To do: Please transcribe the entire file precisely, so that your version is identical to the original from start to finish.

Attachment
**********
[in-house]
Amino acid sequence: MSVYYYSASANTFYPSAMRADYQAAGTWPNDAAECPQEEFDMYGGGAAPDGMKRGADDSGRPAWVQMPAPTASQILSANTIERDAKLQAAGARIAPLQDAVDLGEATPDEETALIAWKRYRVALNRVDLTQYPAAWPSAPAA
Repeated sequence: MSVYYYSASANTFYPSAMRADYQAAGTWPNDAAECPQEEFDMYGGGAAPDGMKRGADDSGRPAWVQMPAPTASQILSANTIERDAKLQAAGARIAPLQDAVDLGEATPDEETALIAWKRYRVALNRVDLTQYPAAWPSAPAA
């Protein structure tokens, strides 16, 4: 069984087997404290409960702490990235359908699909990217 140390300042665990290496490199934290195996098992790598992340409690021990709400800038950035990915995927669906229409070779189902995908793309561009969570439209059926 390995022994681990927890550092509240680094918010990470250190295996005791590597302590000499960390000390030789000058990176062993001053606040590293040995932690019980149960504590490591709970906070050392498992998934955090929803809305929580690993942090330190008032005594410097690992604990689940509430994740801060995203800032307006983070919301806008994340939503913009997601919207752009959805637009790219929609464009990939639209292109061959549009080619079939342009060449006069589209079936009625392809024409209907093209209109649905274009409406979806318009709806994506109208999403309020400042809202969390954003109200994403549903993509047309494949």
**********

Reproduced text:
[in-house]
Amino acid sequence: MSVYYYSASANTFYPSAMRADYQAAGTWPNDAAECPQEEFDMYGGGAAPDGMKRGADDSGRPAWVQMPAPTASQILSANTIERDAKLQAAGARIAPLQDAVDLGEATPDEETALIAWKRYRVALNRVDLTQYPAAWPSAPAA
Repeated sequence: MSVYYYSASANTFYPSAMRADYQAAGTWPNDAAECPQEEFDMYGGGAAPDGMKRGADDSGRPAWVQMPAPTASQILSANTIERDAKLQAAGARIAPLQDAVDLGEATPDEETALIAWKRYRVALNRVDLTQYPAAWPSAPAA
């Protein structure tokens, strides 16, 4: 069984087997404290409960702490990235359908699909990217 140390300042665990290496490199934290195996098992790598992340409690021990709400800038950035990915995927669906229409070779189902995908793309561009969570439209059926 390995022994681990927890550092509240680094918010990470250190295996005791590597302590000499960390000390030789000058990176062993001053606040590293040995932690019980149960504590490591709970906070050392498992998934955090929803809305929580690993942090330190008032005594410097690992604990689940509430994740801060995203800032307006983070919301806008994340939503913009997601919207752009959805637009790219929609464009990939639209292109061959549009080619079939342009060449006069589209079936009625392809024409209907093209209109649905274009409406979806318009709806994506109208999403309020400042809202969390954003109200994403549903993509047309494949």